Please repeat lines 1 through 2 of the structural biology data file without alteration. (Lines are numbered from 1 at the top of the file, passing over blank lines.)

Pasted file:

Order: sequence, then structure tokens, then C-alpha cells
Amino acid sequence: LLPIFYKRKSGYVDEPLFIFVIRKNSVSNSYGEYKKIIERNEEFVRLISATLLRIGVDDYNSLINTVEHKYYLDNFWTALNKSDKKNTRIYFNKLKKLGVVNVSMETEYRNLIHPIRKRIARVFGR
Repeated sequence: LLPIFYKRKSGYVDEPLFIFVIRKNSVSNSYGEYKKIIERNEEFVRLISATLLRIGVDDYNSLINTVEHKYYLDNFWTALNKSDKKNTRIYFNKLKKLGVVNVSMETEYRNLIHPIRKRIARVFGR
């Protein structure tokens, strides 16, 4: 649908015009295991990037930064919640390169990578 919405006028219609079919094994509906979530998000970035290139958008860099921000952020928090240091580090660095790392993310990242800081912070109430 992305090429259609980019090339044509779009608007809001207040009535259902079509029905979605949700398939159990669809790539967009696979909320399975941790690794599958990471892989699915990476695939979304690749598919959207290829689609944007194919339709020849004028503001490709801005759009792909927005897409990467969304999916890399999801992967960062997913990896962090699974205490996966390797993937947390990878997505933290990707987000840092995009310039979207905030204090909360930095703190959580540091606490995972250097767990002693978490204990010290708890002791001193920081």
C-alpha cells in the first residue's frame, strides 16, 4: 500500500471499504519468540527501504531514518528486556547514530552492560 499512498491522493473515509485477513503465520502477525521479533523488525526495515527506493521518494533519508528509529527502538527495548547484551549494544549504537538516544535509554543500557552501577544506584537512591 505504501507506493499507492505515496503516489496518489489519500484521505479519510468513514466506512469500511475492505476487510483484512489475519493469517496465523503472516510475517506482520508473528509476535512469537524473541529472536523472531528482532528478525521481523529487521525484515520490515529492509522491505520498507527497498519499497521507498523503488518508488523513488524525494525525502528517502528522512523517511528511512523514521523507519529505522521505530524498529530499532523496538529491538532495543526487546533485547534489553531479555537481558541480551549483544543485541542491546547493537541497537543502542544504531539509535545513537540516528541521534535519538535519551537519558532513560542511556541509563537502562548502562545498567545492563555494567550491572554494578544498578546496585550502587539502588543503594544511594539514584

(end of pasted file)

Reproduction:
Order: sequence, then structure tokens, then C-alpha cells
Amino acid sequence: LLPIFYKRKSGYVDEPLFIFVIRKNSVSNSYGEYKKIIERNEEFVRLISATLLRIGVDDYNSLINTVEHKYYLDNFWTALNKSDKKNTRIYFNKLKKLGVVNVSMETEYRNLIHPIRKRIARVFGR